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So, you've made it this far. Great, scanning was the hard part. In this section, I will cover straightening pages, removing blemishes, colour correcting, resizing, and saving within Photoshop, using Actions.
The speed of your computer and the amount of RAM will dictate how quickly it can open multiple TIF files. Let's assume your computer is capable of opening 15 TIF files in Photoshop at once. It is easiest to work with the scans when the window is maximized in Photoshop.
The first thing to do is to make sure the page is straight. For ads it is not as crucial, but for content pages, the straighter they are, the better they look. Depending on the magazine, most pages need to be adjusted by +/− 0.2-0.3 degrees, even when they are lined up perfectly to the top of the scanner. Some pages require more or less. After a while you will be able to tell how much rotating the page needs.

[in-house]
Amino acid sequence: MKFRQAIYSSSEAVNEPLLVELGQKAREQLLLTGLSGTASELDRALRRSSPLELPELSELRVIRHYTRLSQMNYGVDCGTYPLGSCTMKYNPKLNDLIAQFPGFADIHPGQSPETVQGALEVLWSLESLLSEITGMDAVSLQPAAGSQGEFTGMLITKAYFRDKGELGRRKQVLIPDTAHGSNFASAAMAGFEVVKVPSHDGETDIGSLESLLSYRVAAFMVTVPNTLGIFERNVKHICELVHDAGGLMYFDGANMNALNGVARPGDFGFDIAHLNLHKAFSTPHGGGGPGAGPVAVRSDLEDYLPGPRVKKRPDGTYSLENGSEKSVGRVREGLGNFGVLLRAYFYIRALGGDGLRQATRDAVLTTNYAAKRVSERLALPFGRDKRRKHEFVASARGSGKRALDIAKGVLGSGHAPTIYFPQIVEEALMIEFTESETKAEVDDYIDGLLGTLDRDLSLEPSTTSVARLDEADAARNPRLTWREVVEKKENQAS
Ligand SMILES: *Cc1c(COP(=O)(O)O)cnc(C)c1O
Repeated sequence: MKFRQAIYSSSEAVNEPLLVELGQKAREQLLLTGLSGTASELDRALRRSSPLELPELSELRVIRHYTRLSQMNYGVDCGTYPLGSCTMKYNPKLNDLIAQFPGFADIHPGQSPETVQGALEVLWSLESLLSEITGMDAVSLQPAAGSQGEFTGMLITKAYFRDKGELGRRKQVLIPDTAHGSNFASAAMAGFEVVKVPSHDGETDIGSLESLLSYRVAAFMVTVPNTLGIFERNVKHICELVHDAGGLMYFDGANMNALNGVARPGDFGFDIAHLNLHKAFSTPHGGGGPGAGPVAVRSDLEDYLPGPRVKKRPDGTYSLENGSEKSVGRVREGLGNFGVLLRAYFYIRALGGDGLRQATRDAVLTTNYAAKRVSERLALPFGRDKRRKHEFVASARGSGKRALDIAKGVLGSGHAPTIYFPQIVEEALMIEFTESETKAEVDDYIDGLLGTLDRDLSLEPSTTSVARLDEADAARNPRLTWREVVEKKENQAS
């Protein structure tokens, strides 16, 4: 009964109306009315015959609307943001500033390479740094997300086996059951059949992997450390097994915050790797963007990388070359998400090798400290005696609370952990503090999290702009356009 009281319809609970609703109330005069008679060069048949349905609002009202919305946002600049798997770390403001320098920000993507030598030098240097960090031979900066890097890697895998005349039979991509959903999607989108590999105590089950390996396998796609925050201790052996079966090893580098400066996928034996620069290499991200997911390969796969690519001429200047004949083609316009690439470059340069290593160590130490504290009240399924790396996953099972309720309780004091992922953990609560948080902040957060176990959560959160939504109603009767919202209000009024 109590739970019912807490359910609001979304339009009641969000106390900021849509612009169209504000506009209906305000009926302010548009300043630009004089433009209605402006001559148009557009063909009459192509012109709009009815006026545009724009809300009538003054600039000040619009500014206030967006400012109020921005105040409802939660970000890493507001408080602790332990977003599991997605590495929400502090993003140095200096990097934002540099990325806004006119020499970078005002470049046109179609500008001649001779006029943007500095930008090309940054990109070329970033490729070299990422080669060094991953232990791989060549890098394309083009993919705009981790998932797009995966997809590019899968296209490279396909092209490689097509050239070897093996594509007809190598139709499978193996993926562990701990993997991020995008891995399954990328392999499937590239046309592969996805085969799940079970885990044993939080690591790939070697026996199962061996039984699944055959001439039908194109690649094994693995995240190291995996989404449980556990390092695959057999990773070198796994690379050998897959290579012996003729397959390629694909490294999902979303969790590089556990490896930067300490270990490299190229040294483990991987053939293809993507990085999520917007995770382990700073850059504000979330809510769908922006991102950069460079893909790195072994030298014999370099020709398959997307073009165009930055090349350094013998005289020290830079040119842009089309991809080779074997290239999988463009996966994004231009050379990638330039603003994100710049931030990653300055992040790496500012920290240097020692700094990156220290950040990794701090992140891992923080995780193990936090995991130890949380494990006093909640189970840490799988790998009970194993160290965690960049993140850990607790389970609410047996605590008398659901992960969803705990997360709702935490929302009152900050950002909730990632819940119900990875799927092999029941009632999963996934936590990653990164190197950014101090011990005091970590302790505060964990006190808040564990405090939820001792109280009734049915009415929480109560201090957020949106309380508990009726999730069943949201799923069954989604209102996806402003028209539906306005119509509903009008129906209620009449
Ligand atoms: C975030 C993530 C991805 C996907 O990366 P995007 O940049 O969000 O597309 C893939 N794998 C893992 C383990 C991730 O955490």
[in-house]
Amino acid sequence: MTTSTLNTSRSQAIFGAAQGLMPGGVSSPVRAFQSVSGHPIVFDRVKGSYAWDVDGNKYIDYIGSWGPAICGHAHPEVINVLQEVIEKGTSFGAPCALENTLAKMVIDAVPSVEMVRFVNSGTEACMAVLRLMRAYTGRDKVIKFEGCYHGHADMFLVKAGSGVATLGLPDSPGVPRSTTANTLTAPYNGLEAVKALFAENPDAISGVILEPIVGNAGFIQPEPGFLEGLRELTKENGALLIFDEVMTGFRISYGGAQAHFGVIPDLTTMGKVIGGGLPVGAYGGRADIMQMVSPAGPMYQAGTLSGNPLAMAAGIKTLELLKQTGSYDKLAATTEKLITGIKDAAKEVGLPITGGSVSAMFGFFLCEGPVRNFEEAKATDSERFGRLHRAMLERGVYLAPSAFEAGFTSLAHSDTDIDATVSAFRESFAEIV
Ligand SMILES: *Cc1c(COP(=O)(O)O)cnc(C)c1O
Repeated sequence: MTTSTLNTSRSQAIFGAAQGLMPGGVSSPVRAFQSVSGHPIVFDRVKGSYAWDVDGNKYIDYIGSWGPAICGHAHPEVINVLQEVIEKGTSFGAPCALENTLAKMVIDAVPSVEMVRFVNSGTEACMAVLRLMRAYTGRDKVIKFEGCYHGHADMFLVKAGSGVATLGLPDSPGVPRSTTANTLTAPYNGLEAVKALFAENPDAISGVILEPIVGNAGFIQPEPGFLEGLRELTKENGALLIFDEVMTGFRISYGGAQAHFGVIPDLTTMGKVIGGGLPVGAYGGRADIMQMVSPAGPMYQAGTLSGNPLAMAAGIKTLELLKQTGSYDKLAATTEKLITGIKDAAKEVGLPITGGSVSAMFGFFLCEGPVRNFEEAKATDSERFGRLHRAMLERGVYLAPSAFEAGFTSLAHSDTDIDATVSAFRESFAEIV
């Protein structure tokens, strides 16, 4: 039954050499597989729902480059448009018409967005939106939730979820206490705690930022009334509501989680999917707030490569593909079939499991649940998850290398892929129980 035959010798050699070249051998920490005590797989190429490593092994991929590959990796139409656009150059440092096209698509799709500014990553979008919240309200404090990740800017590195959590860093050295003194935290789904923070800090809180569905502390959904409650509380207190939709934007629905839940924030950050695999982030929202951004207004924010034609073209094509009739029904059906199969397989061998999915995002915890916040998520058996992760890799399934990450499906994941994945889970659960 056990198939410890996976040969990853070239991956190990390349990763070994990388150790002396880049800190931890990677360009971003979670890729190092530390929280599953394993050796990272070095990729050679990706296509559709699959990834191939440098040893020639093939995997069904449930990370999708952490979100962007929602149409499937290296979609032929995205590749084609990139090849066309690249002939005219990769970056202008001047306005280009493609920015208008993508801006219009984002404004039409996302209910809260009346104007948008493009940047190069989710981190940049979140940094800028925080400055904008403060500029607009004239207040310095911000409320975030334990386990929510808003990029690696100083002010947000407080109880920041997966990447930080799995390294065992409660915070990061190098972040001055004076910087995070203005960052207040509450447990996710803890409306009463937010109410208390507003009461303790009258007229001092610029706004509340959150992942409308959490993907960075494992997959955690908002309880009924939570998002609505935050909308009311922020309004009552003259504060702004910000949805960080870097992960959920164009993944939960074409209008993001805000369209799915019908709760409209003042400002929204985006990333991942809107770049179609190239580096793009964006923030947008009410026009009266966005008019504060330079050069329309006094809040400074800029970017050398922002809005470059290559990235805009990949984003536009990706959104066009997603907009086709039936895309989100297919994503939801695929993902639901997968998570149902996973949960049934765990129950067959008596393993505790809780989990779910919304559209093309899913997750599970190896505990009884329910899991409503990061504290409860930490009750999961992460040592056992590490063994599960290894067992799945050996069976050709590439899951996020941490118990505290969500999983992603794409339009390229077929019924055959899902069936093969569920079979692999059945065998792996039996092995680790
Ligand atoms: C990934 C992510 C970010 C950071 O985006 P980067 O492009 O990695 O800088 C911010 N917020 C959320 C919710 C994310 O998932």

The quickest way to do this is to take the Marquee tool and find something that should be straight, such as a series of screen shots, the top or bottom of some title text, a layout box, etc. In this example, we'll use a layout box. Line up the cross hairs to the top/bottom of the straight edge and click and drag to the other end of the page. It's best to do it this way and to not use an edge of the page because in most cases, the magazine was cut crooked. So while the edge may be straight, the content will not be.
As we can see, the page is crooked. To straighten it, go to the menu bar at the top and select Image > Rotate Canvas > Arbitrary. This one seems to be off more than normal, so I am going to guess that it needs to be rotated 0.5 degrees clockwise.